To anyone that knows me, it’s no surprise that I am in to healthy living. I try my best to eat healthy, attend CrossFit regularly, and I truly believe in that whole concept that our body is our temple. That’s why when Healthline contacted me about hosting a guest post for them, I jumped at the opportunity! Please welcome Leslie Vandever, from Healthline, as she gives us her tips for achieving optimal health!
Optimal health. What a concept! What would it take to be totally healthy in every way?
Well, we’d never be able to splurge on a super-sweet snack or stay up too late and deprive ourselves of a full eight healthy hours of sound sleep. We’d enjoy push-ups and jogging and never get depressed. Our posture would be perfect and we’d never carry a pound more or less than the optimum weight for our age, gender, height and build. We’d never, ever be plagued by a cold or the flu.
Actually, maybe “optimal health” wouldn’t be very much fun. Not very realistic, either. But there’s nothing to say that we can’t try. And so in the spirit of the late, great John Harvey Kellogg, who once said “Keep your feet on the earth and your head up, but not too high in the sky. Be humble,” let’s find out what we can do to be healthier.
Developing healthy eating habits doesn’t take a diet book, just some common sense. Choose what you eat for each meal from the different food groups—vegetables and fruits, whole grains, protein from fish, lean meats, beans, or eggs, and finally, low-fat dairy products. Sugary foods should be reserved as a once-in-while treat, no more.
Drink six to eight coffee-cups full of water per day. Choose water instead of soda-pop when you’re out. Your body will function better if it’s well-hydrated.
Say no to highly processed and fast foods. They’re loaded with calories, salt, sugar in the form of high-fructose corn syrup, and saturated fat. Instead, cook your meals fresh. Read the nutritional labels and know what you’re eating.
Get a yearly health exam
Your doctor will run tests and examine you to check several common health indicators, such as blood pressure, blood glucose levels and cholesterol levels. The idea is to catch problems before they start or catch them early, when they can be treated with the greatest success. By paying attention to your physical health, you’ll know what needs to be done to get closer to your “optimum health” goal.
Get some sleep
Sleep is vital. The average adult needs about seven hours of sleep every night for optimum health. How can you make sure you catch your Z’s?
- Go to bed each night and get up each morning at the same time every day, even on weekends.
- Sleep in a cool, dark, quiet room with no distractions. That means no computer or TV.
- If you’re having trouble “shutting your brain down,” try counting your breaths. When your mind tries to chase off on another tangent, gently bring it back to your breath and resume counting. Often, that’s all you’ll need to drift off.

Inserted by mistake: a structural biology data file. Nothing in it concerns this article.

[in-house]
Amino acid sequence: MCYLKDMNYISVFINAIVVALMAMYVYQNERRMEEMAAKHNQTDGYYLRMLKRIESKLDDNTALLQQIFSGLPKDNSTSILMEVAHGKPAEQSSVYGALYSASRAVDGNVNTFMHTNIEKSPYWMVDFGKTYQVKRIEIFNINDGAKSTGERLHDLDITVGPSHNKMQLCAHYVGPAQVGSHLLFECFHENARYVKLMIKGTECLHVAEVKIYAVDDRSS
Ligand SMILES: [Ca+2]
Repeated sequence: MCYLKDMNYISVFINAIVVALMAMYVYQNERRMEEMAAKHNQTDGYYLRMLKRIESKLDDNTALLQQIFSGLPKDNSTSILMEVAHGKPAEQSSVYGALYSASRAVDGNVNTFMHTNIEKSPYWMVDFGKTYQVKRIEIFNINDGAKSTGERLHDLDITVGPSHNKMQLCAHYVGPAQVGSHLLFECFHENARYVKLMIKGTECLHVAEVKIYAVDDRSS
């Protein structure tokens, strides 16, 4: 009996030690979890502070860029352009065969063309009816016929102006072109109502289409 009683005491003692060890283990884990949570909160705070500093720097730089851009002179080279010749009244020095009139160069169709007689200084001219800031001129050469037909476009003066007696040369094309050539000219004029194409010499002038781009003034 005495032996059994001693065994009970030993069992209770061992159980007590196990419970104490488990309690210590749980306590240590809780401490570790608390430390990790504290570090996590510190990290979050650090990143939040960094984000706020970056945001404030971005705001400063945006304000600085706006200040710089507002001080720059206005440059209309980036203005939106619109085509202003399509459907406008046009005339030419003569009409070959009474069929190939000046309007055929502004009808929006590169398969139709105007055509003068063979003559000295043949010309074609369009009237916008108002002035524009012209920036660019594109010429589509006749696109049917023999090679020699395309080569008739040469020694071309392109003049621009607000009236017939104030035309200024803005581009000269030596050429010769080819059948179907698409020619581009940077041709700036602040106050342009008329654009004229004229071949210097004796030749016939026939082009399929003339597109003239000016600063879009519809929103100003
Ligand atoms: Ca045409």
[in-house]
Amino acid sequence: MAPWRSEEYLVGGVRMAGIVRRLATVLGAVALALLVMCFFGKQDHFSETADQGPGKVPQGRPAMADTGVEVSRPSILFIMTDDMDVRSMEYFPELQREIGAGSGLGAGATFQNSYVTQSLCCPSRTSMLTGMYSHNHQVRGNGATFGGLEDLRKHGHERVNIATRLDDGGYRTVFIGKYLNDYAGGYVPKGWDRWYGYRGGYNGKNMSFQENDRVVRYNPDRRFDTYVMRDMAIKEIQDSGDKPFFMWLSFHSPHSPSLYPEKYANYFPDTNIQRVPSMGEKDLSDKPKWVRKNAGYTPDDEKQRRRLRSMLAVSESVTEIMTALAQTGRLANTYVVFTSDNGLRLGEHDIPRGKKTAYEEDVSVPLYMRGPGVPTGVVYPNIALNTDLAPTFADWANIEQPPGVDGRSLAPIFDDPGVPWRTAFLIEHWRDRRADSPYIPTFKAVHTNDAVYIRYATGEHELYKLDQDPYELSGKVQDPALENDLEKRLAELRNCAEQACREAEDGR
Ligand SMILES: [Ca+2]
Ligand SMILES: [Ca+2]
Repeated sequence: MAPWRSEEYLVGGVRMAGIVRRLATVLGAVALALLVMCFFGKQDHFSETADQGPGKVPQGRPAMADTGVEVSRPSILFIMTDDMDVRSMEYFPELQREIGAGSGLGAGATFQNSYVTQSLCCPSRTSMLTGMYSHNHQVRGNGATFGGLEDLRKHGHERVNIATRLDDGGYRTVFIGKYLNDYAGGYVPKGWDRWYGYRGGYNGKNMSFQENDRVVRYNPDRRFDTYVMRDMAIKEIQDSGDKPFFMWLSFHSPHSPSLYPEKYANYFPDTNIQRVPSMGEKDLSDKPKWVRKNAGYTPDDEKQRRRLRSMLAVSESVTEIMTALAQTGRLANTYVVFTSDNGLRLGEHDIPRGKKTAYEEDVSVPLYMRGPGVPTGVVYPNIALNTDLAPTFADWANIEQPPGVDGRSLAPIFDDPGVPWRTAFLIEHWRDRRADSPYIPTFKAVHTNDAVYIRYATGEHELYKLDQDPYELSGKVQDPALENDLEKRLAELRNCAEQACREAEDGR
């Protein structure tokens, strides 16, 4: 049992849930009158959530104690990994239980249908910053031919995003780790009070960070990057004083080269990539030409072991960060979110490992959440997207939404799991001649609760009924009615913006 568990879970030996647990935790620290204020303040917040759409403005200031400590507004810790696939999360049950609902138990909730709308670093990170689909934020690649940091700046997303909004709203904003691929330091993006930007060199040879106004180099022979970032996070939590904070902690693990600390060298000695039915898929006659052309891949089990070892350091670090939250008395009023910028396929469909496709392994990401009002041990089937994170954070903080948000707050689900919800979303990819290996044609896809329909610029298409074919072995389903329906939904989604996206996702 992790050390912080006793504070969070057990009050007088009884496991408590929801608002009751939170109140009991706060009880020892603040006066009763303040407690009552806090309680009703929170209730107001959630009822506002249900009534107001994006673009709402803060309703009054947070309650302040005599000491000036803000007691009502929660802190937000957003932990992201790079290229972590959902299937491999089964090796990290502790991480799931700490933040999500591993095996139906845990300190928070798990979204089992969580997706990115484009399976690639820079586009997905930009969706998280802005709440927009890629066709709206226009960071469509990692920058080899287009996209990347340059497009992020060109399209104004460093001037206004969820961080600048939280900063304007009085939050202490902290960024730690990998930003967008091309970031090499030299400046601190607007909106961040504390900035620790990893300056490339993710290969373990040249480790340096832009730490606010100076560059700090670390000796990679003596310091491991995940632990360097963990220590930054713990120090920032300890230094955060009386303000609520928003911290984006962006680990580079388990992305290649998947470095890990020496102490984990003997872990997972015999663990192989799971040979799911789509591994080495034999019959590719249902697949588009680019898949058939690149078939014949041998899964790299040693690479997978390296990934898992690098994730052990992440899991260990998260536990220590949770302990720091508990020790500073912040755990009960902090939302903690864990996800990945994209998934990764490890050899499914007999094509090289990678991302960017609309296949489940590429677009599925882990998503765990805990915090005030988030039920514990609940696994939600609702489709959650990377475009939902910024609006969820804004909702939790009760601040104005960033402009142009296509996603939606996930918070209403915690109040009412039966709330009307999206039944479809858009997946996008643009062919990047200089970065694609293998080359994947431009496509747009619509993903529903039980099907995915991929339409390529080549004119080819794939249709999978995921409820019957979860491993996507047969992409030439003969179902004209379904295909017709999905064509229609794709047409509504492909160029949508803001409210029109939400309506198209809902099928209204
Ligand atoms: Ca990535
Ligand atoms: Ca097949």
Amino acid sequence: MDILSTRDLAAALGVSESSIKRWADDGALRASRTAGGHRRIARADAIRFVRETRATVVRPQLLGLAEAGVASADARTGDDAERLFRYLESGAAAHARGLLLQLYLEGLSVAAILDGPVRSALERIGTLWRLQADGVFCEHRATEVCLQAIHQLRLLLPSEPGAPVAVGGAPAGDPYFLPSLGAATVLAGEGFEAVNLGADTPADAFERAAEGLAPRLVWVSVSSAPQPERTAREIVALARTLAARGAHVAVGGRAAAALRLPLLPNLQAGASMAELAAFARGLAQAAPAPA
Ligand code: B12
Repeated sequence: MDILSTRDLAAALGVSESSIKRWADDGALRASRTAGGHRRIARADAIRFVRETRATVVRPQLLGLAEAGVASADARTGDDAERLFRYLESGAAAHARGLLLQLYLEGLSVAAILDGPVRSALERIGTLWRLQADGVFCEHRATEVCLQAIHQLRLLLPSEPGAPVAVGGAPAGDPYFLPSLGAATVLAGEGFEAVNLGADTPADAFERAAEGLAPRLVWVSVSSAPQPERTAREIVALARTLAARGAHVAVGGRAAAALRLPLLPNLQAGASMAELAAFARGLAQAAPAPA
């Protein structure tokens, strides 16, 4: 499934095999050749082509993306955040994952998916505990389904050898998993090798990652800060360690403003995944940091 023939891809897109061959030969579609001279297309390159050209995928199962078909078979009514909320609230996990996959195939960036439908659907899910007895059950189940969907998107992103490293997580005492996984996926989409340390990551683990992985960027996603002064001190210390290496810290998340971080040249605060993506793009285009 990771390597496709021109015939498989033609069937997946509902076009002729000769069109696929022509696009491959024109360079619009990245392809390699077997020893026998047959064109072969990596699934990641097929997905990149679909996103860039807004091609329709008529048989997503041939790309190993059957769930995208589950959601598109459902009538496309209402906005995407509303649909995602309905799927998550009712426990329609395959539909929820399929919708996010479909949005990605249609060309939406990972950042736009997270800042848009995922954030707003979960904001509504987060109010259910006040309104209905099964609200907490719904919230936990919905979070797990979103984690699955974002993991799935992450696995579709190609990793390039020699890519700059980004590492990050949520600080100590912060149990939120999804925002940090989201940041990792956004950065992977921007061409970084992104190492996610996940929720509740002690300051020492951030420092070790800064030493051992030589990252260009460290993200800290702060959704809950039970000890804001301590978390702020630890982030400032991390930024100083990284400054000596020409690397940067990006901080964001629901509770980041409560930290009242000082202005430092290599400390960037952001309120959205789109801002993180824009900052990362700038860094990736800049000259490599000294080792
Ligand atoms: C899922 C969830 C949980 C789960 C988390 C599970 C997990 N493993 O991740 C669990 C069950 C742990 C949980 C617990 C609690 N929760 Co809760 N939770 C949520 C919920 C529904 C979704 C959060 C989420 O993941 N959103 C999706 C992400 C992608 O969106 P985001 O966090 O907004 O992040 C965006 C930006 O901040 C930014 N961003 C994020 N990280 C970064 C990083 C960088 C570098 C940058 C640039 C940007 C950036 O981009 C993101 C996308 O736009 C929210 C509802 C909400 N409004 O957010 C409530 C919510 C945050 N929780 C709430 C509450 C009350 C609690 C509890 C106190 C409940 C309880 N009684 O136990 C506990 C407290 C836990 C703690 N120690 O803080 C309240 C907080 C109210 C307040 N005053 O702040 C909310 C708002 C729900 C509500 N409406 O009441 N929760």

- If you still have trouble after trying the tips above, talk to your doctor. He or she may be able to help.
Move that body
Humans were made to move. But today’s culture keeps many of us stuck behind a desk and, when we get home, too whipped to do more than watch TV or surf the Internet. What to do?
- For five minutes, three times a day, stand up, stretch and do some gentle weight-bearing exercises with small hand-weights or resistance bands. Run in place or walk around the block, fast.
- Next, add a brisk, 15-minute walk each day during your lunch hour.
If you do these exercises, you’ll be meeting the Mayo Clinic’s exercise guidelines for adults. It adds up to two-and-a-half hours a week of moderate exercise. Yay you! You’re well on your way to optimum health.
For more health information, click here.
Leslie Vandever is a professional journalist and freelance writer. She also writes a blog about living well with rheumatoid arthritis called RheumaBlog, under the pen-name “Wren.” In her spare time, Vandever enjoys cooking, reading and working on the Great American Novel.
- Physical Activity for Everyone: Guidelines. (2011, Mar. 30) Centers for Disease Control and Prevention. Retrieved on January 20, 2014 from http://www.cdc.gov/physicalactivity/everyone/guidelines/index.html
- Laskowski, E.D. Exercise: How Much Do I Need Every Day? (n.d.) Mayo Clinic. Retrieved on January 20, 2014 from http://www.mayoclinic.org/exercise/expert-answers/faq-20057916
- Regular Check-Ups Are Important. (2012, Mar. 6) Centers for Disease Control and Prevention. Retrieved on January 20, 2014 from http://www.cdc.gov/family/checkup/
- Insufficient Sleep is a Public Health Epidemic. (2014, Jan. 13) Centers for Disease Control and Prevention. Retrieved on January 20, 2014 from http://www.cdc.gov/features/dssleep/
- Sleep Is Vital to Our Health and Well-Being. (n.d.) National Sleep Foundation. Retrieved on January 20, 2014 from http://www.sleepfoundation.org/
- Nutrition and Healthy Eating. (n.d) Mayo Clinic. Retrieved January 20, 2014 from http://www.mayoclinic.org/healthy-living/nutrition-and-healthy-eating/basics/healthy-diets/hlv-20049477
- Aim for a Healthy Weight. (n.d.) Healthy Eating Plan. National Heart, Blood and Lung Institute. National Institutes of Health. U.S. Dept. of Health and Human Services. Retrieved on January 20, 2014 from http://www.nhlbi.nih.gov/health/public/heart/obesity/lose_wt/calories.htm